A global study of cost externalization and its implications on profitability
Businesses around the world have been on a journey, whether deliberate or not, of cost externalization. A significant portion of any business’ revenues are now being spent outside their own organization. What was once a salary, is now a supplier invoice.
What’s surprising is the extent to which the externalization of costs has occurred. An analysis of nearly 2,000 organizations’ (across all major countries) financial reports found that, on average, revenues spent on labor costs now account for only 12.5 percent of total revenues. In contrast, non-labor costs account for 69.9 percent.
The larger role that suppliers play increases the need for management of the related external activity, as well as creating more complexity. And this management can improve business performance significantly. But to drive the full benefit from suppliers, companies must have full oversight of supply operations so that productivity, operational and reputational risk, innovation and intellectual property are all properly maintained.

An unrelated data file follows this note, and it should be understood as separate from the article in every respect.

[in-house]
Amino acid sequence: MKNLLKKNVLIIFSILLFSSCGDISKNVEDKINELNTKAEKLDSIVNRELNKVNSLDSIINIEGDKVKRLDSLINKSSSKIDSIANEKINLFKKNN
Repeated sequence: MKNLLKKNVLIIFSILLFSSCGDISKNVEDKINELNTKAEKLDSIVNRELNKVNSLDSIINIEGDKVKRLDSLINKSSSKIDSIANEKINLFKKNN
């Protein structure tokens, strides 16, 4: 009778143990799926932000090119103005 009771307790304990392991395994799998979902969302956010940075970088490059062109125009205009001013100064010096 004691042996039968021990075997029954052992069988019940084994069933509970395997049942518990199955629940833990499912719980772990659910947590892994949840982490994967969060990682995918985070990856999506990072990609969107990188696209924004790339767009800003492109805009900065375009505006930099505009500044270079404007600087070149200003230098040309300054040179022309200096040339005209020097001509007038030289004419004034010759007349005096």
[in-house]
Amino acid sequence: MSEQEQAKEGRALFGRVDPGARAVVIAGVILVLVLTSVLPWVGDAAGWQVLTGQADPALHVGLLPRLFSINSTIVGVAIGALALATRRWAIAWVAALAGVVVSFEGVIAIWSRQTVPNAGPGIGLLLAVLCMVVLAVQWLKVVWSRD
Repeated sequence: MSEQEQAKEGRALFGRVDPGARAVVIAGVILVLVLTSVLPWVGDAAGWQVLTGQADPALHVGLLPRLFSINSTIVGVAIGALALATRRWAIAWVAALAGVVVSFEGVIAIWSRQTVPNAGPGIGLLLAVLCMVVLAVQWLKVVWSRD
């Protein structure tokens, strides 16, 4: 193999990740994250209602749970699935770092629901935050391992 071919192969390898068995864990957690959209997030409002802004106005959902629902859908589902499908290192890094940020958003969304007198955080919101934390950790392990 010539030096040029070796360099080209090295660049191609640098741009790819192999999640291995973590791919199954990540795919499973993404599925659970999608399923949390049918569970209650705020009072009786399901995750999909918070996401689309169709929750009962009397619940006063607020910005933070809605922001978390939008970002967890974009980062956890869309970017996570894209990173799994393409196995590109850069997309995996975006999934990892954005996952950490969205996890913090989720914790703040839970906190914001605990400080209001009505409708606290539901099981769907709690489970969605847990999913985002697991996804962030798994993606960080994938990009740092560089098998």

However, the statistics put into sharp relief that management practice has not kept pace with this greater externalization of cost. With non-labor costs now accounting for a significant portion of revenue, it is clear that only a relatively small number of businesses have transformed their supplier relationship management models to account for this change.
The implications of this go to the heart of business and operational management. Management that neglects the strategic aspects of their supplier base, or fails to maximize its value, risks missing out on developing competitive advantage and significant source of long term shareholder value.
Download the research and receive:
- In-depth analysis of the nearly 2,000 global business' cost structures
- Key trends into changing corporate spending behaviors
- Pragmatic recommendations highlighting opportunities in action